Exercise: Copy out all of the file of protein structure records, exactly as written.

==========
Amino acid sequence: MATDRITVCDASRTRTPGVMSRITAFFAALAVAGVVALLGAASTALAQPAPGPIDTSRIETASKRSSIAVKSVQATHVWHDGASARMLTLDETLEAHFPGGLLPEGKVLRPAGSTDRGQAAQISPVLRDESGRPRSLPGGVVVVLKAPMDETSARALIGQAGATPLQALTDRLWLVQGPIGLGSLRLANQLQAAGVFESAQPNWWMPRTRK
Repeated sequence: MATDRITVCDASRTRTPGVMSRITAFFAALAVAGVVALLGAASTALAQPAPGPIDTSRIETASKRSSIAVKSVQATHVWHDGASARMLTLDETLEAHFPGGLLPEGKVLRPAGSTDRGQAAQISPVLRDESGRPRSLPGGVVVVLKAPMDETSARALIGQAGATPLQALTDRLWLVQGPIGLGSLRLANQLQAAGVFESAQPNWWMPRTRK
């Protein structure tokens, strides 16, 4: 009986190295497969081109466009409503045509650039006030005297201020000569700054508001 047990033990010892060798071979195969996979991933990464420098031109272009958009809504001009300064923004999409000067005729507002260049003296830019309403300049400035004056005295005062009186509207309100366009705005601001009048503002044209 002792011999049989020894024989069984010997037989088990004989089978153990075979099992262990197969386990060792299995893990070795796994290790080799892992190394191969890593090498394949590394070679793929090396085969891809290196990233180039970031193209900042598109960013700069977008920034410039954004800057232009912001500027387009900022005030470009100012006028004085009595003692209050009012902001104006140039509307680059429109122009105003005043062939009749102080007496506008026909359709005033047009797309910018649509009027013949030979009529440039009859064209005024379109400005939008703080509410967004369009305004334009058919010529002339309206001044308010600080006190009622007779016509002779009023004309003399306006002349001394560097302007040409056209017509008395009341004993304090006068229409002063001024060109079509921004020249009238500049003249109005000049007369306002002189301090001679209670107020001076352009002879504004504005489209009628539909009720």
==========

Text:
Amino acid sequence: MATDRITVCDASRTRTPGVMSRITAFFAALAVAGVVALLGAASTALAQPAPGPIDTSRIETASKRSSIAVKSVQATHVWHDGASARMLTLDETLEAHFPGGLLPEGKVLRPAGSTDRGQAAQISPVLRDESGRPRSLPGGVVVVLKAPMDETSARALIGQAGATPLQALTDRLWLVQGPIGLGSLRLANQLQAAGVFESAQPNWWMPRTRK
Repeated sequence: MATDRITVCDASRTRTPGVMSRITAFFAALAVAGVVALLGAASTALAQPAPGPIDTSRIETASKRSSIAVKSVQATHVWHDGASARMLTLDETLEAHFPGGLLPEGKVLRPAGSTDRGQAAQISPVLRDESGRPRSLPGGVVVVLKAPMDETSARALIGQAGATPLQALTDRLWLVQGPIGLGSLRLANQLQAAGVFESAQPNWWMPRTRK
């Protein structure tokens, strides 16, 4: 009986190295497969081109466009409503045509650039006030005297201020000569700054508001 047990033990010892060798071979195969996979991933990464420098031109272009958009809504001009300064923004999409000067005729507002260049003296830019309403300049400035004056005295005062009186509207309100366009705005601001009048503002044209 002792011999049989020894024989069984010997037989088990004989089978153990075979099992262990197969386990060792299995893990070795796994290790080799892992190394191969890593090498394949590394070679793929090396085969891809290196990233180039970031193209900042598109960013700069977008920034410039954004800057232009912001500027387009900022005030470009100012006028004085009595003692209050009012902001104006140039509307680059429109122009105003005043062939009749102080007496506008026909359709005033047009797309910018649509009027013949030979009529440039009859064209005024379109400005939008703080509410967004369009305004334009058919010529002339309206001044308010600080006190009622007779016509002779009023004309003399306006002349001394560097302007040409056209017509008395009341004993304090006068229409002063001024060109079509921004020249009238500049003249109005000049007369306002002189301090001679209670107020001076352009002879504004504005489209009628539909009720």